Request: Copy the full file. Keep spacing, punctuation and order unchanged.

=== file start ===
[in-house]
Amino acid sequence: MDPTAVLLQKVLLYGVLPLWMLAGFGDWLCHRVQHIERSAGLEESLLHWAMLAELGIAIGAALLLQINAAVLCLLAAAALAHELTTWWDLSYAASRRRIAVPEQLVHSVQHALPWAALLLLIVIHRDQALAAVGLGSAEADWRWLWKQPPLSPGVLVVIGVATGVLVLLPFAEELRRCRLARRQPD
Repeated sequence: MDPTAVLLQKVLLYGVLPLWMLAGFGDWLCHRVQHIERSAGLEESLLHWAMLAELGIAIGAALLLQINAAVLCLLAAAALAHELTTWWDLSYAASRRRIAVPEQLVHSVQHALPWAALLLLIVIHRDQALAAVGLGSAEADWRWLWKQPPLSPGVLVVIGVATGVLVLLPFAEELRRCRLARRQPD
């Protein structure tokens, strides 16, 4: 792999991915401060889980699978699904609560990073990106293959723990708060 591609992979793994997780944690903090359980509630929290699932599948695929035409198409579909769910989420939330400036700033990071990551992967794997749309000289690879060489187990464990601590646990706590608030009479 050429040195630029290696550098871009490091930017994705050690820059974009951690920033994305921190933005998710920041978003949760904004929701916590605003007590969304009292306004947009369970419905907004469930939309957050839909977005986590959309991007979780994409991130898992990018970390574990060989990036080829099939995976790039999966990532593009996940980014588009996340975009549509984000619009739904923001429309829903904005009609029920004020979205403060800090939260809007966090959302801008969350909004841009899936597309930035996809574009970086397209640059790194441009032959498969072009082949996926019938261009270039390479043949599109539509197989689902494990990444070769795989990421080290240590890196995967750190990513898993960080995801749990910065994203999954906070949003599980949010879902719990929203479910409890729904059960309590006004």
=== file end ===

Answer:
[in-house]
Amino acid sequence: MDPTAVLLQKVLLYGVLPLWMLAGFGDWLCHRVQHIERSAGLEESLLHWAMLAELGIAIGAALLLQINAAVLCLLAAAALAHELTTWWDLSYAASRRRIAVPEQLVHSVQHALPWAALLLLIVIHRDQALAAVGLGSAEADWRWLWKQPPLSPGVLVVIGVATGVLVLLPFAEELRRCRLARRQPD
Repeated sequence: MDPTAVLLQKVLLYGVLPLWMLAGFGDWLCHRVQHIERSAGLEESLLHWAMLAELGIAIGAALLLQINAAVLCLLAAAALAHELTTWWDLSYAASRRRIAVPEQLVHSVQHALPWAALLLLIVIHRDQALAAVGLGSAEADWRWLWKQPPLSPGVLVVIGVATGVLVLLPFAEELRRCRLARRQPD
């Protein structure tokens, strides 16, 4: 792999991915401060889980699978699904609560990073990106293959723990708060 591609992979793994997780944690903090359980509630929290699932599948695929035409198409579909769910989420939330400036700033990071990551992967794997749309000289690879060489187990464990601590646990706590608030009479 050429040195630029290696550098871009490091930017994705050690820059974009951690920033994305921190933005998710920041978003949760904004929701916590605003007590969304009292306004947009369970419905907004469930939309957050839909977005986590959309991007979780994409991130898992990018970390574990060989990036080829099939995976790039999966990532593009996940980014588009996340975009549509984000619009739904923001429309829903904005009609029920004020979205403060800090939260809007966090959302801008969350909004841009899936597309930035996809574009970086397209640059790194441009032959498969072009082949996926019938261009270039390479043949599109539509197989689902494990990444070769795989990421080290240590890196995967750190990513898993960080995801749990910065994203999954906070949003599980949010879902719990929203479910409890729904059960309590006004």